IT may have passed you by but the best economist you’ve never heard of, Ronald Coase, passed away last week. One of the reasons he was so highly regarded within the profession was that he brought out into the open things that no one had seen before: but which once they were out in the open became immediately obvious. And it’s this that leads to the observation that Apple’s biggest competitor is really Apple itself.
Had I had room, I would have quoted a question that my former University of Rochester colleague, Ron Schmidt, a master teacher, posed in about 1976 and that I got the wrong answer to. The question: “What is General Motors’s biggest competitor?” [Remember that this was before the Japanese producers were a large part of the market.] My (wrong) answer: “Ford.” Ron Schmidt’s answer: “The used car market.”
I THOUGHT this was a fascinating little snippet of information. OK, it’s about the US payday loan firms, not our own, but I still found it interesting:
“In a state with a $15 [fee] per $100 [loan] rate, an operator … will need a new customer to take out 4 to 5 loans before that customer becomes profitable. Indeed, Dan Feehan, C.E.O. of Cash America, remarked at a Jeffries Financial Services Conference in 2007, “[T]he theory in the business is [that] you’ve got to get that customer in, work to turn him into a repetitive customer, long-term customer, because that’s really where the profitability is.”
YOU’LL all recall a little while back there was that furore about how much Starbucks was or wasn’t paying in corporation tax. And one of the defences offered for the company was that as they weren’t making a profit then there wasn’t any tax that they should have been paying.
Then the conversation turned to the things they were doing inside their accounts. For example, they paid a royalty to a Dutch firm for using the Starbucks name. That did indeed dodge UK tax (actually, EU rules make it illegal for the UK to try and tax that amount). But even so, even if we add that money back in, Starbucks UK still wasn’t making a profit.
So we move on to the next bit, which is that Starbucks were paying a 20% fee on the coffee beans they bought from Switzerland. From another Starbucks company of course: there, that’s real tax dodging!
And then today the Mail tells us how much the coffee actually costs:
Cost of actual coffee in a medium £2.20 cappuccino amounts to 8p
MORE epic stuff from Bono, aka Mr G21. U2′s lead singer tells Tim Adams in yesterday’s Observer about tax and moving his money out of Ireland:
Tim Adams: “The other persistent criticism is about the band’s decision to offshore part of their income through the Netherlands to avoid tax. Was it not hypocrisy for you to try to hold the Irish government to account for its spending while going through fairly exhaustive efforts to avoid paying into the Irish exchequer yourself?”
Dragoncon: Epic cosplayers gets Cease and Dessist letter for the vomitous Marriott carpet design they copied
CONGRATULATIONS to the cosplayers at the 2013 Dragoncon who dressed as the hideous carpet at the Atlanta Marriott hotel. But when one of the carpet assassins offered to supply the outfit to others, the lawyers stepped in. The garish horror flooring is made by Couristan Inc. Not only were they not ashamed to say they created that stuff, they issued a a legal threat.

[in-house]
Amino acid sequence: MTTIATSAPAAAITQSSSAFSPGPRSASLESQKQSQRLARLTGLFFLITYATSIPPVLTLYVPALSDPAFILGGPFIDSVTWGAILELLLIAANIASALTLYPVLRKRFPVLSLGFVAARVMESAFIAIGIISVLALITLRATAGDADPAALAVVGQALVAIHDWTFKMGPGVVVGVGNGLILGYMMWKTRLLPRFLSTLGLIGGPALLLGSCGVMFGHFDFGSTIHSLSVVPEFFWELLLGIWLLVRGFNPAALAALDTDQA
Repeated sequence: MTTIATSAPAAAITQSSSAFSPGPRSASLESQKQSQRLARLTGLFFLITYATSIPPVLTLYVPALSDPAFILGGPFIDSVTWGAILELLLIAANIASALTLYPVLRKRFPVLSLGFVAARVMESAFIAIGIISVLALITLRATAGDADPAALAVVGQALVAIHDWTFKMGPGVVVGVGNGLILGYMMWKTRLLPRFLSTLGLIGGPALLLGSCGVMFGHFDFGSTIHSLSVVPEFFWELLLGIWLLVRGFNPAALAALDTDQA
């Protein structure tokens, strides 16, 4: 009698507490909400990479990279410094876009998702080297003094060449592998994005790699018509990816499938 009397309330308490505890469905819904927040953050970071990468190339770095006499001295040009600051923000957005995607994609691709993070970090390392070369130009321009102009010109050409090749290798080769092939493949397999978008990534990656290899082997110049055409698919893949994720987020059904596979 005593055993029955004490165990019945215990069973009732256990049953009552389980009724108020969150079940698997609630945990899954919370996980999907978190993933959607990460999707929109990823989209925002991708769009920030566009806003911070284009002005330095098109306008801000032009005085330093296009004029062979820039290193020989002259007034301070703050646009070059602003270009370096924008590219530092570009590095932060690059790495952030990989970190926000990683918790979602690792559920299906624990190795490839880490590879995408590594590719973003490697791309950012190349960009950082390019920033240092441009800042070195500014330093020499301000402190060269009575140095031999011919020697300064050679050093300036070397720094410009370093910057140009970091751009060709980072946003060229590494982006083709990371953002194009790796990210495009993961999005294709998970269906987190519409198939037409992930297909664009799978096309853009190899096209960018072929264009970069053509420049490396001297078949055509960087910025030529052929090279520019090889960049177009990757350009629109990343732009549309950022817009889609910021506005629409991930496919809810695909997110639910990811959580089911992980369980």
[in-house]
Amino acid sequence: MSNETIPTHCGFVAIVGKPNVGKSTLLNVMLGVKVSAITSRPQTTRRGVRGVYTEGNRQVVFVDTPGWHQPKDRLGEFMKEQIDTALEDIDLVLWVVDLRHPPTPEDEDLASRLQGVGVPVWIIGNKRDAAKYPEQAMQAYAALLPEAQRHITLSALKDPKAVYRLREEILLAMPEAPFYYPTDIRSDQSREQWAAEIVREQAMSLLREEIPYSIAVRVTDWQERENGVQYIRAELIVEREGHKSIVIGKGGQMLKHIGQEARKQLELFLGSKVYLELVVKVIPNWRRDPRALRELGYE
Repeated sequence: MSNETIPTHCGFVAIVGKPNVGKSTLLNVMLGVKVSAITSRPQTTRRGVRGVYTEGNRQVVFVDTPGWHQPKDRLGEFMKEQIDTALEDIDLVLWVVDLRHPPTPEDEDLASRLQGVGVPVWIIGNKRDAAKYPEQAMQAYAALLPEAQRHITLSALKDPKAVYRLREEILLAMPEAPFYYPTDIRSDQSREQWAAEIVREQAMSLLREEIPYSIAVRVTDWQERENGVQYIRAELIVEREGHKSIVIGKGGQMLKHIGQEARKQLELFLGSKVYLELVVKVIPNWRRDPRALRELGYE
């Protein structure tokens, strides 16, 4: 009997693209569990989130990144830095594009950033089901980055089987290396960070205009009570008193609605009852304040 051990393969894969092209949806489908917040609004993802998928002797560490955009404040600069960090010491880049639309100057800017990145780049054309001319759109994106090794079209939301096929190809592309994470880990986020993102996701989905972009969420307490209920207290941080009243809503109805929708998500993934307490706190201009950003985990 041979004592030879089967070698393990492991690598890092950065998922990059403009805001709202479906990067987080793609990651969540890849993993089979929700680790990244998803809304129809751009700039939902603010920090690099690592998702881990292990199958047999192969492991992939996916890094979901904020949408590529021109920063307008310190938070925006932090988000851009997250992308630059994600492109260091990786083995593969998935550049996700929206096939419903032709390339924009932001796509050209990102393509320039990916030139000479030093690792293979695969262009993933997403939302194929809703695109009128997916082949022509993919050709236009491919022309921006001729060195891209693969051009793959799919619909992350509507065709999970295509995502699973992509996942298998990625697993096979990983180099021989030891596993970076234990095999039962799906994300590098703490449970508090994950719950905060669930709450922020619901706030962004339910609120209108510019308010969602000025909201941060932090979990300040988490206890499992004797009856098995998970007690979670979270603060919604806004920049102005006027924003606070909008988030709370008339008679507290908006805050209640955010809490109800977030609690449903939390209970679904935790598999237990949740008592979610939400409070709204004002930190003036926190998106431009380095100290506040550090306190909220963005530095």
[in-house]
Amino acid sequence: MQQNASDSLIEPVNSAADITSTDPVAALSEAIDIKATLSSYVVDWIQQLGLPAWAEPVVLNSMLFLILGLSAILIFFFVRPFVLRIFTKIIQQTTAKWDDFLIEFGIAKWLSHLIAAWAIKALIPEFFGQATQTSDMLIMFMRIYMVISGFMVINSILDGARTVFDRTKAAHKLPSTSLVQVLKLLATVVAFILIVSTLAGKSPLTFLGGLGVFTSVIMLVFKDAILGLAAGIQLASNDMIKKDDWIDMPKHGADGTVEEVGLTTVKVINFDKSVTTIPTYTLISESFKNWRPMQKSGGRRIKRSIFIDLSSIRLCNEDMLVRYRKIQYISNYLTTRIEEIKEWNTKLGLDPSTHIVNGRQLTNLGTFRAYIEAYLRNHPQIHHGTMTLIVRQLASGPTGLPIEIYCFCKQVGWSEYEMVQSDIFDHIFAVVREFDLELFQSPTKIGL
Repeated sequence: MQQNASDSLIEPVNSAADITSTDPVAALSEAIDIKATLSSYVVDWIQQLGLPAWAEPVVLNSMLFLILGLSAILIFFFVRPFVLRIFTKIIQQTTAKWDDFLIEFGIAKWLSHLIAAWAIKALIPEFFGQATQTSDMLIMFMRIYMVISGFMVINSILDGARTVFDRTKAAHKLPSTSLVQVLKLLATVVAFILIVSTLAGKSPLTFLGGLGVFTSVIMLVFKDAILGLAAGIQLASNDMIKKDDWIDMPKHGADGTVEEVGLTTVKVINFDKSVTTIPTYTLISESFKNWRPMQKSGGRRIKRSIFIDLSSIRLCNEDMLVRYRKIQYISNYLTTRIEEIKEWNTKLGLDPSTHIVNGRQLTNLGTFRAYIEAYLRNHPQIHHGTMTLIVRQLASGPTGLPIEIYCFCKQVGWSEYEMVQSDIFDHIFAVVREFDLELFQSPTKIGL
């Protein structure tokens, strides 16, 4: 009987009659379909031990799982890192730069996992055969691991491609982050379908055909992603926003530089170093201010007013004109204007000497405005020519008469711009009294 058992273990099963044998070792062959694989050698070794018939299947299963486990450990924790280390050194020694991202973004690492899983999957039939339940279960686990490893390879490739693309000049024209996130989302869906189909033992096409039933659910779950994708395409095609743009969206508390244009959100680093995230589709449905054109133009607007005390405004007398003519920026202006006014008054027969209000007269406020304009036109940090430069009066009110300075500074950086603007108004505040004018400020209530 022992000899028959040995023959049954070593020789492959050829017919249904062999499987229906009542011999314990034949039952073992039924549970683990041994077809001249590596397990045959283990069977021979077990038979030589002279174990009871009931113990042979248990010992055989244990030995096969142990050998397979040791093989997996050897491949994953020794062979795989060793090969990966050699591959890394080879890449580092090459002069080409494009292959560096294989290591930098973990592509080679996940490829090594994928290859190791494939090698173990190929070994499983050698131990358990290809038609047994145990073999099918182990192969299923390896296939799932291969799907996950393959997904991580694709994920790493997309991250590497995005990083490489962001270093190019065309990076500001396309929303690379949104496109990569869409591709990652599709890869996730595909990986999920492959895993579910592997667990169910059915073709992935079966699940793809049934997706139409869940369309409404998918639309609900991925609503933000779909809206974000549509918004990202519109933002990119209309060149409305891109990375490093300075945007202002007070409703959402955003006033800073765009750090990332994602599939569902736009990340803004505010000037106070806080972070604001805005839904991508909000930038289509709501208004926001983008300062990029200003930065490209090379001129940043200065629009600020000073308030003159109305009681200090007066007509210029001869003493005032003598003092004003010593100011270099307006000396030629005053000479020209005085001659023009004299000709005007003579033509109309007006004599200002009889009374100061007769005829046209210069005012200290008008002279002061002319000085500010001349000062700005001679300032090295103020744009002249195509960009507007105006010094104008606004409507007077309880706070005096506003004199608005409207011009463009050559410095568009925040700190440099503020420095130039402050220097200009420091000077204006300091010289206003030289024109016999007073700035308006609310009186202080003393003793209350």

CARTOONIST Rick Geary has launched a Kickstarter campaign we can really get behind. He wants fans to fund a book called ‘A is for Antichrist: Obama’s Conspiracy Alphabet’.
Of course, everyone loves a conspiracy theory (and the more outlandish the better) and he wants to get the weirdest rumours around about the American president put them all together in one glorious alphabet book.
OK, so, let’s say that all this concern about climate change is correct. It’s happening, we’re responsible and we’ve got to do something about it. OK, fine, so, what should we be doing?
Well, obviously, we should be trying to find methods of producing electricity that doesn’t involve carbon emissions. This isn’t particularly sophisticated logic after all.
There are also various types of low carbon electricity, some more expensive than others. We’d clearly like to have more of the cheaper stuff and less of the more expensive. So, how would we do this? All of them require a subsidy but how do we get more of the cheaper and less of the more expensive?
I’M not sure how far they’ll get though, based on what it is that they seem to be investigating.
This is all about the Starbucks n’ Google n’ Vodafone n’ Apple stuff. How can they be doing so much business and paying so little in tax?
According to a US Senate report earlier this year Apple has a ‘special deal’ with Dublin and pays no more than two per cent tax on profits, at least 10 per cent below what some other businesses have to in Ireland.
GET A NEW X-rated Friends into (see above). News is that a Courtney Cox has been arrested for allegedly swimming naked in the fountain at the Horseshoe Casino Hotel in Bossier City. But it’s not that Courteney Cox.
THIS might come as a surprise to some, that having small balls and a low testosterone level will mean that you’ll be a better father. But this is an obvious result of the economics of the mating game. A blindingly obvious one in fact.
Anthropologists at Emory University found that men with smaller testes were more likely to be directly involved in the care of their toddlers. Smaller testes also correlated with more nurturing-related brain activity.